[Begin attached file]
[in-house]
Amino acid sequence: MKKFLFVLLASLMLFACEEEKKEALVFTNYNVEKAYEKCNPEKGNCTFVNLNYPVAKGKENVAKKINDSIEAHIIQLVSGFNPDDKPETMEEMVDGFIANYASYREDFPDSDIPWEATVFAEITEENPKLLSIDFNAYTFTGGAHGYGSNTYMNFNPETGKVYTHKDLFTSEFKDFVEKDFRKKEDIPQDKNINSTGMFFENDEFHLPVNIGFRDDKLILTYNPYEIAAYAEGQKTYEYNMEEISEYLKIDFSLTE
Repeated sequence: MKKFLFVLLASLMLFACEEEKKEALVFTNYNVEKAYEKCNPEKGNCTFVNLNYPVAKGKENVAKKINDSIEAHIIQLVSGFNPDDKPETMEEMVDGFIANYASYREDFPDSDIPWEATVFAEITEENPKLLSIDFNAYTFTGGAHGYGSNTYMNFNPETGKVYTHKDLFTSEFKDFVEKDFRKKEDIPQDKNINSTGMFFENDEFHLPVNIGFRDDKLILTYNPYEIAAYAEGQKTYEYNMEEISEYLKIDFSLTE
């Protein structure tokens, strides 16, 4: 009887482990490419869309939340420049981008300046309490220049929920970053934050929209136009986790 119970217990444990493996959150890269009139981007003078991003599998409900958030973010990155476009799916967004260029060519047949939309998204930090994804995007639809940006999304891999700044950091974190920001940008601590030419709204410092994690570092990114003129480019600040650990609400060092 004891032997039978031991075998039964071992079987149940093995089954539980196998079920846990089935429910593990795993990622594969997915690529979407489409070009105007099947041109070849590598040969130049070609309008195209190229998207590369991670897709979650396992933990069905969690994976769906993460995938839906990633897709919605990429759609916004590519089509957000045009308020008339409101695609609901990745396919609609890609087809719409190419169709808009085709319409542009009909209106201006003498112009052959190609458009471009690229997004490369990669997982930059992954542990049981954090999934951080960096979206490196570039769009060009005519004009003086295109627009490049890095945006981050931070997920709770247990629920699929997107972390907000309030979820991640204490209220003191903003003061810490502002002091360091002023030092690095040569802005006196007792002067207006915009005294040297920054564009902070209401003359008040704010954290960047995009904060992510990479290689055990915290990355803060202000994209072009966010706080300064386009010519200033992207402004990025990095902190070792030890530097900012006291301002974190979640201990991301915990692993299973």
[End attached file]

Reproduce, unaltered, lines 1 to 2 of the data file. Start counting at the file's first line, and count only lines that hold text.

[in-house]
Amino acid sequence: MKKFLFVLLASLMLFACEEEKKEALVFTNYNVEKAYEKCNPEKGNCTFVNLNYPVAKGKENVAKKINDSIEAHIIQLVSGFNPDDKPETMEEMVDGFIANYASYREDFPDSDIPWEATVFAEITEENPKLLSIDFNAYTFTGGAHGYGSNTYMNFNPETGKVYTHKDLFTSEFKDFVEKDFRKKEDIPQDKNINSTGMFFENDEFHLPVNIGFRDDKLILTYNPYEIAAYAEGQKTYEYNMEEISEYLKIDFSLTE